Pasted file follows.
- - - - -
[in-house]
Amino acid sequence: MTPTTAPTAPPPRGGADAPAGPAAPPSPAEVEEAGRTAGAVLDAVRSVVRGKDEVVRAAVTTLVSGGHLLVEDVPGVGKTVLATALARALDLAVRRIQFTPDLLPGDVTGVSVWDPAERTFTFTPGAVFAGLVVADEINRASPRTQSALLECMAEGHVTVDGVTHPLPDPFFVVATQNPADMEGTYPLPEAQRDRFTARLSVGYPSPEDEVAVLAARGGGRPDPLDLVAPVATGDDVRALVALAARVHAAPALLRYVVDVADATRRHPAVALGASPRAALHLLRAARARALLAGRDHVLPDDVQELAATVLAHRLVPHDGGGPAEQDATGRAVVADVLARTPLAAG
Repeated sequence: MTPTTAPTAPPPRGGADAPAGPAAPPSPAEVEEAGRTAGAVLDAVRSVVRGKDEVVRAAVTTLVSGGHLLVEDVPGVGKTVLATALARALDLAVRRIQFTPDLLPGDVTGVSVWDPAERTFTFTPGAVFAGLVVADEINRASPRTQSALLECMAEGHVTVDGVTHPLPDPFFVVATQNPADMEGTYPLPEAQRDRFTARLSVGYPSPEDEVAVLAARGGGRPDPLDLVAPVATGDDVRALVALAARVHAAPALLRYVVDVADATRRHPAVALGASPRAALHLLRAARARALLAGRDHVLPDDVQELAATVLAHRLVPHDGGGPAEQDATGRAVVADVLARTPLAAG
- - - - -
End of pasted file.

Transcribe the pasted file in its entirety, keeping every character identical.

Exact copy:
[in-house]
Amino acid sequence: MTPTTAPTAPPPRGGADAPAGPAAPPSPAEVEEAGRTAGAVLDAVRSVVRGKDEVVRAAVTTLVSGGHLLVEDVPGVGKTVLATALARALDLAVRRIQFTPDLLPGDVTGVSVWDPAERTFTFTPGAVFAGLVVADEINRASPRTQSALLECMAEGHVTVDGVTHPLPDPFFVVATQNPADMEGTYPLPEAQRDRFTARLSVGYPSPEDEVAVLAARGGGRPDPLDLVAPVATGDDVRALVALAARVHAAPALLRYVVDVADATRRHPAVALGASPRAALHLLRAARARALLAGRDHVLPDDVQELAATVLAHRLVPHDGGGPAEQDATGRAVVADVLARTPLAAG
Repeated sequence: MTPTTAPTAPPPRGGADAPAGPAAPPSPAEVEEAGRTAGAVLDAVRSVVRGKDEVVRAAVTTLVSGGHLLVEDVPGVGKTVLATALARALDLAVRRIQFTPDLLPGDVTGVSVWDPAERTFTFTPGAVFAGLVVADEINRASPRTQSALLECMAEGHVTVDGVTHPLPDPFFVVATQNPADMEGTYPLPEAQRDRFTARLSVGYPSPEDEVAVLAARGGGRPDPLDLVAPVATGDDVRALVALAARVHAAPALLRYVVDVADATRRHPAVALGASPRAALHLLRAARARALLAGRDHVLPDDVQELAATVLAHRLVPHDGGGPAEQDATGRAVVADVLARTPLAAG